FIG. 3 shows a flow diagram of a method of forming a micro device in accordance with an embodiment of the present invention. In step 302, a bottom metallic electrode (e.g., a metallic electrode 207A) is formed over a substrate.

In step 304, a sacrificial layer (e.g., sacrificial layer 211) is deposited over the bottom metallic electrode.

In step 306, a moveable structure (e.g., ribbon 200) is formed over the sacrificial layer. The moveable structure may include a resilient structure (e.g., ribbon material 202) and a top metallic electrode (e.g., metal layer 222) over the resilient structure.

In step 308, the sacrificial layer between the moveable structure and the bottom metallic electrode is removed using a noble gas fluoride etchant. This results in an air gap that allows the moveable structure to flex towards the bottom metallic electrode upon application of a control signal, such as a voltage.

As discussed above, a metallic electrode may be formed by depositing a metal layer, etching the metal layer to form the metallic electrode, and then thermally processing the metallic electrode to change its composition. For example, in the previously described embodiment, metallic electrodes 207 may be formed by depositing a layer of titanium, etching that layer of titanium to form a metallic electrode, and then thermally processing the metallic electrode by an ammonia-based rapid thermal process (RTP). The ammonia in the rapid thermal process provides nitrogen to the metallic electrode, changing the composition of the metallic electrode to comprise titanium-nitride. That process results in a titanium-nitride electrode that has good adhesion to an underlying silicon dioxide interface and provides a metallic electrode having sidewalls that are rich with titanium-nitride.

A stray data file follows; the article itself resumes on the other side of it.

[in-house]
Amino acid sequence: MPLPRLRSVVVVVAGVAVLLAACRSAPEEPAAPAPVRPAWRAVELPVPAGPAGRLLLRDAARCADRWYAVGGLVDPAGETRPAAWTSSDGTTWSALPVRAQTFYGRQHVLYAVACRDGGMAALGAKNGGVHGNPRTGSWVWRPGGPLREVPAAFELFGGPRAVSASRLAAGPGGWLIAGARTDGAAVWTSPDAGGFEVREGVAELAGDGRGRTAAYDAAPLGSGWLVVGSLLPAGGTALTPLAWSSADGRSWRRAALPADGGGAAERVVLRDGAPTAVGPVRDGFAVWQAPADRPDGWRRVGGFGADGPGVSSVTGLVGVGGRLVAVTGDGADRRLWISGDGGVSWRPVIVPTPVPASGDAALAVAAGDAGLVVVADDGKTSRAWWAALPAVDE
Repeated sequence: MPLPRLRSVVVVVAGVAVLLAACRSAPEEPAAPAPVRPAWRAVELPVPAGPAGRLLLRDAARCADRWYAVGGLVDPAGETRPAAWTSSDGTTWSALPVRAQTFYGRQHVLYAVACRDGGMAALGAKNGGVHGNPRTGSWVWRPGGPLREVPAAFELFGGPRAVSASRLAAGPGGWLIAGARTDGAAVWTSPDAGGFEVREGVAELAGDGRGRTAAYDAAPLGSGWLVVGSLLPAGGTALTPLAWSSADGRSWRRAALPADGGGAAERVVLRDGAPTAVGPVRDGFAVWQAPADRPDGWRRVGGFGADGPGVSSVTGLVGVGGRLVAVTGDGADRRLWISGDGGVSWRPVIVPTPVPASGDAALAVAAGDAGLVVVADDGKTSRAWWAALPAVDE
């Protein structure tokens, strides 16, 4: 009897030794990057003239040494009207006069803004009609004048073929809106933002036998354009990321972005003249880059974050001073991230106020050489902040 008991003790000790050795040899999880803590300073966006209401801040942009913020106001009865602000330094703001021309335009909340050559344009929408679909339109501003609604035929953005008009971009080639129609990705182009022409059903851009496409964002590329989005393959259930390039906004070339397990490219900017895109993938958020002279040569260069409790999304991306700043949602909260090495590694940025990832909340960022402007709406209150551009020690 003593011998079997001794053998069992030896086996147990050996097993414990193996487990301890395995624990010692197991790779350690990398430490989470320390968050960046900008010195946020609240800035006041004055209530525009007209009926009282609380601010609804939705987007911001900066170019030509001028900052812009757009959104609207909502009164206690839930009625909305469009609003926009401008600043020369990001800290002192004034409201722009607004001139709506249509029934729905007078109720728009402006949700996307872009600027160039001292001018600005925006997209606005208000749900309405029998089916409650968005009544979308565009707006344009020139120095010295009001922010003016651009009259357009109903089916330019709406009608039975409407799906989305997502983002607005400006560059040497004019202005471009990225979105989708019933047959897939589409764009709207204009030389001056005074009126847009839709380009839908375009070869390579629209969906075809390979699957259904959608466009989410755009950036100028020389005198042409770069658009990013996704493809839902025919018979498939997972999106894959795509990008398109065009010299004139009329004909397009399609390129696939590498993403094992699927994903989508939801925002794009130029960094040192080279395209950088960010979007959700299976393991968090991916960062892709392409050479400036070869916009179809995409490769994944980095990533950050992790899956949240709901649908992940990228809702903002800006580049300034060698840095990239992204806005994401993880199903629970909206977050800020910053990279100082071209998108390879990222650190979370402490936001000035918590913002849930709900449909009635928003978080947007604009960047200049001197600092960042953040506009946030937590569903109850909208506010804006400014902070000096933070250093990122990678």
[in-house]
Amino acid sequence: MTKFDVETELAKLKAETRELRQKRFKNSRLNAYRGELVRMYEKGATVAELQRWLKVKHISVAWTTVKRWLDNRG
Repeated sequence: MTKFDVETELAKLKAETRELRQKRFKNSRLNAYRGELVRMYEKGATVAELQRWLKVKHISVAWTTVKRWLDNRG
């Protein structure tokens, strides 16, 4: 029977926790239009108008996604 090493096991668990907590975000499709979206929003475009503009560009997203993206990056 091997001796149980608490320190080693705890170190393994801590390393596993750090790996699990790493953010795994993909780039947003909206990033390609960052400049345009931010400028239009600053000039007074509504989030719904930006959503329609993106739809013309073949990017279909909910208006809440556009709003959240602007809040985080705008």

A metallic electrode comprising titanium-nitride may also be formed using a dedicated titanium-nitride physical vapor deposition system (PVD). However, such dedicated titanium-nitride PVD systems are relatively costly to own and operate, and may not yield the same quality film. In contrast, embodiments of the present invention may be performed using a titanium PVD system and a rapid thermal process system, both of which are generally employed in the fabrication of other devices.